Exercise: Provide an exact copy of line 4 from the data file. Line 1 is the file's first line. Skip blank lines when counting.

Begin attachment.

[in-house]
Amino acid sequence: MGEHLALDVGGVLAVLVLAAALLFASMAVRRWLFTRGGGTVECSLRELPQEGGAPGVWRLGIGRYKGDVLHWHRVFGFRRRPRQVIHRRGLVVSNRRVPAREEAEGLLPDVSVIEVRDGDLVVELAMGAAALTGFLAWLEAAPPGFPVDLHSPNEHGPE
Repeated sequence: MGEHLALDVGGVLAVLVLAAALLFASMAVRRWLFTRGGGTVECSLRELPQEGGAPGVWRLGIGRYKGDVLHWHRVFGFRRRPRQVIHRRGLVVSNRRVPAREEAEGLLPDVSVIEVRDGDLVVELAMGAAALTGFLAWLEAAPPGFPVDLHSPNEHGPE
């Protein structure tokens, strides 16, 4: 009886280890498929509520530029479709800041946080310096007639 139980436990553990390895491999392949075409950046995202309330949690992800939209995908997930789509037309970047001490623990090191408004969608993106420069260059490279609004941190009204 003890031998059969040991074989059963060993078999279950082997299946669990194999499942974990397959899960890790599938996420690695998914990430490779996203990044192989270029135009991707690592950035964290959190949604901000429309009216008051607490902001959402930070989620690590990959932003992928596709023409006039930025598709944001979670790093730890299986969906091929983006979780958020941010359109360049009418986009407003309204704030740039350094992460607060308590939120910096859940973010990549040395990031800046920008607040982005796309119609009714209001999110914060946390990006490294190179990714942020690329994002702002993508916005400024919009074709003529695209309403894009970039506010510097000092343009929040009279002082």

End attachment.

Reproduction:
């Protein structure tokens, strides 16, 4: 009886280890498929509520530029479709800041946080310096007639 139980436990553990390895491999392949075409950046995202309330949690992800939209995908997930789509037309970047001490623990090191408004969608993106420069260059490279609004941190009204 003890031998059969040991074989059963060993078999279950082997299946669990194999499942974990397959899960890790599938996420690695998914990430490779996203990044192989270029135009991707690592950035964290959190949604901000429309009216008051607490902001959402930070989620690590990959932003992928596709023409006039930025598709944001979670790093730890299986969906091929983006979780958020941010359109360049009418986009407003309204704030740039350094992460607060308590939120910096859940973010990549040395990031800046920008607040982005796309119609009714209001999110914060946390990006490294190179990714942020690329994002702002993508916005400024919009074709003529695209309403894009970039506010510097000092343009929040009279002082």